Scramble for workers drives unemployment to lowest rate in 14 years

Rebecca Le MayNCA NewsWire
Australia’s labour market continues to romp back to recovery, with the unemployment rate falling to its lowest level since just before the start of the global financial crisis. NCA NewsWire / Christian Gilles
Camera IconAustralia’s labour market continues to romp back to recovery, with the unemployment rate falling to its lowest level since just before the start of the global financial crisis. NCA NewsWire / Christian Gilles Credit: News Corp Australia

Australia’s labour market continues to romp back to recovery, with the unemployment rate falling to its lowest level since just before the start of the global financial crisis.

Australian Bureau of Statistics figures released on Thursday showed the jobless rate fell by 0.5 percentage points to 4.2 per cent last month.

Increased competition for talent should spill over into higher wages, as businesses try to attract new staff and retain existing workers, experts said.

“This is the lowest unemployment rate since August 2008, just before the start of the global financial crisis and Lehman Brothers collapse,” ABS head of labour statistics Bjorn Jarvis said.

“The continued recovery in employment was also seen in strong increases in hours worked.”

Last month, 65,000 people gained work, following on from a record-breaking 366,000 increase in November, when a large number of people who were attached to a job re-entered the labour force.

Mr Jarvis noted the numbers reflected the labour market in the first two weeks of December - before the big spike in Covid-19 cases later in the month.

Recovery in NSW and Victoria’s labour market continued to have a big influence on the national figures, he said, with employment in these two states around where it had been in May, having fallen by 250,000 and 145,000 jobs during lockdowns

COVID PAYMENTS
Camera IconThe unemployment rate has fallen further to 4.2 per cent. NCA NewsWire / Adam Yip Credit: News Corp Australia

The ABS said changes in employment and participation rates had been particularly large for those aged 15 to 24 during the pandemic.

“The youth unemployment rate fell by 1.5 percentage points to 9.4 per cent, the lowest since November 2008, and the youth participation rate increased by 0.4 percentage points to 70.5 per cent, the highest it had been since September 2008,” Mr Jarvis said.

Prime Minister Scott Morrison said the figures, particularly for youth employment, were pleasing but there were still challenging times ahead.

“There is much more work to do to ensure that we can keep our economy strong to this pandemic,” Mr Morrison told reporters, adding Australia would likely pass six million booster shots having been administered on Thursday.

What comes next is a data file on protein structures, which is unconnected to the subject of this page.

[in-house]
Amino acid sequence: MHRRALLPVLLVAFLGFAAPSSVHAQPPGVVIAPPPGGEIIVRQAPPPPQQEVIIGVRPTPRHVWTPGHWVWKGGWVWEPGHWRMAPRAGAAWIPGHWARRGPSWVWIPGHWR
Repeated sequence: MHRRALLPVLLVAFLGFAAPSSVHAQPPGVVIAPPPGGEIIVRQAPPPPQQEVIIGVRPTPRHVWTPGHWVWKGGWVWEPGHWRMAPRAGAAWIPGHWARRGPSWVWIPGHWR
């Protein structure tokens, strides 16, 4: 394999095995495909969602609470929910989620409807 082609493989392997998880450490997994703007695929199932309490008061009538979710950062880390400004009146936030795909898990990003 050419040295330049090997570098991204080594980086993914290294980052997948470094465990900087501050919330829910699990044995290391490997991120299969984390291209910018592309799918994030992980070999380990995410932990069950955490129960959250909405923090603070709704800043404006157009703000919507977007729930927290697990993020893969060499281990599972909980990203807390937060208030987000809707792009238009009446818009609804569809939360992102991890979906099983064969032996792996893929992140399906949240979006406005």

Callam Pickering, APAC economist at job site Indeed, said the tight labour market had created a headache for recruiters but could be hugely beneficial to jobseekers.

“Employment in Australia is currently 1.9 per cent higher than it was before the pandemic began,” Mr Pickering said.

“Forward-looking measures, such as job vacancies and job advertisements, suggest that the labour market is only going to tighten further.

PRIME MINISTER PRESSER
Camera IconPrime Minister Scott Morrison said the figures were pleasing but Australia’s ongoing vaccination push remained critical to economic strength. NCA NewsWire / Gary Ramage Credit: News Corp Australia

“Record creation of new jobs, combined with labour supply issues, should push the unemployment rate into the low 4 per cent or even high 3 per cent range in the near-term.

“Increased competition for talent should spill over into higher wages, as businesses try to attract new staff and retain existing workers.”

CommSec senior economist Ryan Felsman agreed wages growth could strengthen, with competition for Aussie workers increasing and workers feeling more secure in their job.

Mr Felsman also concurred with RBC Capital Markets chief economist Su-Lin Ong, who said the march towards the ideal of full employment - effectively meaning everyone who wants a job has one - would likely have an impact on the Reserve Bank of Australia’s key forecasts driving interest rate hikes.

“An upward revision (to the wage price index forecast) would be consistent with the tighter labour market,” Ms Ong said.

Mr Felsman said CBA believed the conditions deemed necessary for a lift in the rate would be reached by the end of 2022, not the end of 2023 as expected by the RBA.

AMP senior economist Diana Mousina said her company now expected the RBA to start hiking rates in August, three months ahead of its prior forecast.

Originally published as Scramble for workers drives unemployment to lowest rate in 14 years

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